I’m completely in favor of space exploration. When I’m appointed President, I’ll make sure NASA gets a nice budget (and I will share my ideas with them). I just don’t want to be the guy out there in actual space.  Vulcans are totally cool, but I can wait til they come here for a visit.


March 31st, 2009


My friend Dave was a running back for the football team in high school.  I don’t know his stats, but I remember he was pretty good.  I also remember that one time when were watching a game film, a coach told Dave that he needed to “belly more” on the end run.  I’m still not entirely sure what that means, but it had something to do with how he needed to get out and around the end before heading downfield.  Whatever it meant, it earned Dave the nickname of “Bellymore” for a while.  It sounds kind of like a British butler’s name, really.

That lasted until a particular game that didn’t go so well for Dave.  In this game, he ended up losing three fumbles.  “Bellymore” promptly became “Fumblemore,” which doesn’t have near as nice a ring to it.  Because of that game, Dave was assigned the task of carrying a football around with him for a week.  All day long at school there was Dave, carrying a football.  It was supposed to make him more comfortable with the ball so he’d carry it more naturally.  The rest of the team got an assignment, too.  Any time we saw Dave, we were supposed to try to knock the ball out of his grasp.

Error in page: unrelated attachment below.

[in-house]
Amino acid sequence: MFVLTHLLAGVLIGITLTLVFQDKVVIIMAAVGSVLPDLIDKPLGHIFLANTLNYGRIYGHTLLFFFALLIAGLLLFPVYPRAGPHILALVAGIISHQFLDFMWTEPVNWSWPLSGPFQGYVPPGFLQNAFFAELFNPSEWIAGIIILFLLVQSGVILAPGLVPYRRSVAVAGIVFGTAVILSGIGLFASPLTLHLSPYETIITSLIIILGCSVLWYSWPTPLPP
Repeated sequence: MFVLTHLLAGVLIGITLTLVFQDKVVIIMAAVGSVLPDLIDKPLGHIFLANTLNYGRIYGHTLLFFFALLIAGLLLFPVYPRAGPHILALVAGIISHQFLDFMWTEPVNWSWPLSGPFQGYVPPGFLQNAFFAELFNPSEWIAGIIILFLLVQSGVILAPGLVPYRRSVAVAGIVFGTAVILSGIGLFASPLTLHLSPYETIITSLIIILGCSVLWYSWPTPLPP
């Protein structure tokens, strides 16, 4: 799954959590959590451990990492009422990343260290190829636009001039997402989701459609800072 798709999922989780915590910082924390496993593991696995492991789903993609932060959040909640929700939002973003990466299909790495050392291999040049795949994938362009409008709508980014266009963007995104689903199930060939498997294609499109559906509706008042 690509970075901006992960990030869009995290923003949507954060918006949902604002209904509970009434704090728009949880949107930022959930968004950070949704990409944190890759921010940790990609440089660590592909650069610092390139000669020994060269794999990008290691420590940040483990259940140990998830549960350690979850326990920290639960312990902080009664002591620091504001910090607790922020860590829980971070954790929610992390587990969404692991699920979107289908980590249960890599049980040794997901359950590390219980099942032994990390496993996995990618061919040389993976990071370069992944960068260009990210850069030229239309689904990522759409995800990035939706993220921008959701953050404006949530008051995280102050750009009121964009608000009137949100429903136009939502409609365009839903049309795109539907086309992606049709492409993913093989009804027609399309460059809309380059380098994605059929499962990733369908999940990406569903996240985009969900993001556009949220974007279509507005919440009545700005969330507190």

I don’t know if any of that helped Dave at all, but I don’t remember him having to do that again.  Aside from the discussion we could have about extracurricular activities intruding on Dave’s academic life, it got me thinking about what we hold on to and how we learn to do it.

Grudges seem to be a thing people hold on to for a long time.  I’ve known people who have carried grudges for years, refusing to let go even if they haven’t seen the offending party in almost as many years.  Usually someone holding on to a grudge is also holding on to bitterness as well.

Other people hold on to a good memory, something that stood out for them from whatever else was going on around them.  We see this in movies all the time – someone is told to find their “happy place” and we get a flashback to when they got a puppy as a kid or had a vacation on a tropical island.  It’s as if that puppy was the pinnacle of their life, and nothing else will ever match up to it.

In Star Trek V: The Final Frontier, Sybok offers to “take away” Captain Kirk’s pain. Captain Kirk gets downright belligerent and tells him, “No way! We need our pain, it makes us who we are, yada yada yada.”  (That’s a paraphrase.) He makes a good point, but there are still many who would love to give up the pain of having to watch Star Trek V, I’ll warrant.

Others hold on to heartbreak, in some cases because the lost love was their whole life, in other cases because the heartbreak is all they have left to show, and in still other cases because it’s easier to hide in the heartbreak then to try again.

How did any of these people learn to hold on to any of these things?  Pretty much the same way Dave learned to hold on to the football: they carry it with them daily.  Pretty soon it doesn’t matter who comes along and tries to knock it away from them, they’ve gotten very comfortable with it and won’t be fumbling  it away any time soon.

What do you hold on to particularly well?  Anyone who knows me can pick mine out of this list pretty easily.